# Does the set ALL_TM contain all Turing Machines?

ALL_TM = { TM | A valid TM }

This was a question on my exam.

As my choice of answer I went with yes, since the set of all Turing Machines is countable, ( you can produce a binary string for each and every new Turing Machine ) my take on the answer that yes it does contain all Turing machines. But apparently my answer was wrong so I am curious

why ?

Thanks in advance for anyone's answer !

• Ok but, what is the definition of ALL_TM in this context? Commented Aug 20, 2020 at 20:35
• Something is very weird about the current wording of this question. You define ALL_TM as the set of all Turing machines and then say you were marked incorrect for responding that it contains all Turing machines? And why is the countability relevant? I feel like we are still missing some information or context. Commented Aug 20, 2020 at 21:33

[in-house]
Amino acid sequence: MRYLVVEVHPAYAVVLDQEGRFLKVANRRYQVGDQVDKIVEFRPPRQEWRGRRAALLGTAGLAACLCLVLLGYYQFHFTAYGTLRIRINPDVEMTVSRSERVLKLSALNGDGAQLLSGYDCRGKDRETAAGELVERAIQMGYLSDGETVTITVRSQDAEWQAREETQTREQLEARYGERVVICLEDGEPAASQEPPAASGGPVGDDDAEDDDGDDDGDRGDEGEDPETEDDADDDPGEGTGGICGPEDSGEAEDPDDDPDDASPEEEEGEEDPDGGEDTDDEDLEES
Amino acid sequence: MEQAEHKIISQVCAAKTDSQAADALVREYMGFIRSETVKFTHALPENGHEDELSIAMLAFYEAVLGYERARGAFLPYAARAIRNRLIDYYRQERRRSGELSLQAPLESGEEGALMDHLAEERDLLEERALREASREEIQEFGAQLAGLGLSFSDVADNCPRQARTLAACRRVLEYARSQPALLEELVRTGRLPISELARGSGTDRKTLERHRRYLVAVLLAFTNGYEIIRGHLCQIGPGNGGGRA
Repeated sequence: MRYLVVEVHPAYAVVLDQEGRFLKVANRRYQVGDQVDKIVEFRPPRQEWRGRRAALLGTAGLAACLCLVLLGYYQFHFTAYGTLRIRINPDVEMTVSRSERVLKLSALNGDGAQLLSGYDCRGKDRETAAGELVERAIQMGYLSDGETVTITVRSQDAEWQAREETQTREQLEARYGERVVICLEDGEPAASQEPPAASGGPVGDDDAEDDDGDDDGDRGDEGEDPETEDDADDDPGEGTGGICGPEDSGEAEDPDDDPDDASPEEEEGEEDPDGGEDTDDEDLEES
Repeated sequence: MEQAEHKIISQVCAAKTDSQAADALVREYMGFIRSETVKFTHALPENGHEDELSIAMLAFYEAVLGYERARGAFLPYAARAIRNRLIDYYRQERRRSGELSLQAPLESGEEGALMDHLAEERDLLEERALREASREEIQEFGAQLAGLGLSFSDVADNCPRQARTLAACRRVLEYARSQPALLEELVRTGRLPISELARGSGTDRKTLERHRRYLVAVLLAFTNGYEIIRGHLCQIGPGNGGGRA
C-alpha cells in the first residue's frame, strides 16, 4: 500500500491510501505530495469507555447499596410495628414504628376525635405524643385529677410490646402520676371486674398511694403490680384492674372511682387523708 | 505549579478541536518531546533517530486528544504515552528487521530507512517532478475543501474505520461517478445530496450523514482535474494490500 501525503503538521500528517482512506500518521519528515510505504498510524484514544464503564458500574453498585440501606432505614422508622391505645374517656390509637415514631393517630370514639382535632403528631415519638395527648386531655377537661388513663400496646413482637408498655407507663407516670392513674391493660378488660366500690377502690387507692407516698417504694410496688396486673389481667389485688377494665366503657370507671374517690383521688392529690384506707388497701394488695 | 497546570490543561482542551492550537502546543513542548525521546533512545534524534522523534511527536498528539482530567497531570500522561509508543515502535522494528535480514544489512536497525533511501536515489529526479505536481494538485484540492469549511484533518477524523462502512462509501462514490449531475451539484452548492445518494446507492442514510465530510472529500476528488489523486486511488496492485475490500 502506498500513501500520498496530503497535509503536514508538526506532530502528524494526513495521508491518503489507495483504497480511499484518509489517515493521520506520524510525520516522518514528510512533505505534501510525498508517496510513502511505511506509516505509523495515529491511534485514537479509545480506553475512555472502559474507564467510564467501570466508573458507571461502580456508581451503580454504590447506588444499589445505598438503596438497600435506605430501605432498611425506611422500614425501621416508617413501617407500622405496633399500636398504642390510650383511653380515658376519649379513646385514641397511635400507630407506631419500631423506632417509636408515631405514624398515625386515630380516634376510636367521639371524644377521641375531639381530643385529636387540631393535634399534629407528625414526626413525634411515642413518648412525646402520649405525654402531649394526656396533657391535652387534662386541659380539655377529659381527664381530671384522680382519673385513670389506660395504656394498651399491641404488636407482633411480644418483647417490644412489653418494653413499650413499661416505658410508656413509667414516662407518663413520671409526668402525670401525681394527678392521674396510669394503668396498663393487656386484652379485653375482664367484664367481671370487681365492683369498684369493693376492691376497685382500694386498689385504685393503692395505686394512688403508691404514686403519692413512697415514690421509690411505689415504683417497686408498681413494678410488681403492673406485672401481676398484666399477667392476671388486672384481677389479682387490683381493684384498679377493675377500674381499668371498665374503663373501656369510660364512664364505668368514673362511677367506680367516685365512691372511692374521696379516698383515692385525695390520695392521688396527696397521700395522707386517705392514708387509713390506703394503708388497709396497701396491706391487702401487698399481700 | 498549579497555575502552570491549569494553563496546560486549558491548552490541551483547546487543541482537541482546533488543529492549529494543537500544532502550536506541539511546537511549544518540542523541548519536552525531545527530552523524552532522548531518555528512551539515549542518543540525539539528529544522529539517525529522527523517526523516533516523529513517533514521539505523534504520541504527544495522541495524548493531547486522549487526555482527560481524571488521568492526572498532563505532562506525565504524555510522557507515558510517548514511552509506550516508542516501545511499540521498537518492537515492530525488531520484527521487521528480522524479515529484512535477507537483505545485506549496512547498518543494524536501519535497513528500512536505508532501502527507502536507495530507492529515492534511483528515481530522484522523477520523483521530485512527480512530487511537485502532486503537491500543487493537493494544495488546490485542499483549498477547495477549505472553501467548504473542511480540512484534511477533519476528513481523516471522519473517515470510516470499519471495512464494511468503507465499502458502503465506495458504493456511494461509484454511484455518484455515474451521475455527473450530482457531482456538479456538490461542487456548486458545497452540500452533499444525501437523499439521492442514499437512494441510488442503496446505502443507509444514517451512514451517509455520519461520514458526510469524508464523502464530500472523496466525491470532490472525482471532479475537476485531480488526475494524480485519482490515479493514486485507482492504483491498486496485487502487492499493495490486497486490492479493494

• What is invalid TM?
– Evil
Commented Aug 20, 2020 at 22:12
• Probably because the definition is different: cs.stackexchange.com/questions/11411/…
– user114966
Commented Aug 20, 2020 at 22:28
• You could be very picky and slightly reword the definition to be $ALL_{TM}=\{\langle M\rangle\mid \langle M\rangle$ is a valid TM description $\}$. Doing this is more the custom when dealing with problems like this and then the answer would then be "$ALL_{TM}$ is not a set of TMs, but rather a set of TM descriptions". As I said, this is a very picky quibble. A lot depends on what exactly you have for the definition of $ALL_{TM}$; as @Dmitry said, that customarily refers to an entirely different object. Commented Aug 21, 2020 at 0:11

## 1 Answer

It turned out that the set of ALL_TM = { | M accepts all strings }, the set wasn't specified on the exam and I have seen it within notes but it was in the formulation that I have stated above so that was a bit confusing !

Anyway the set of ALL_TM does not contain all TM's since it only contains TM's that accept all strings.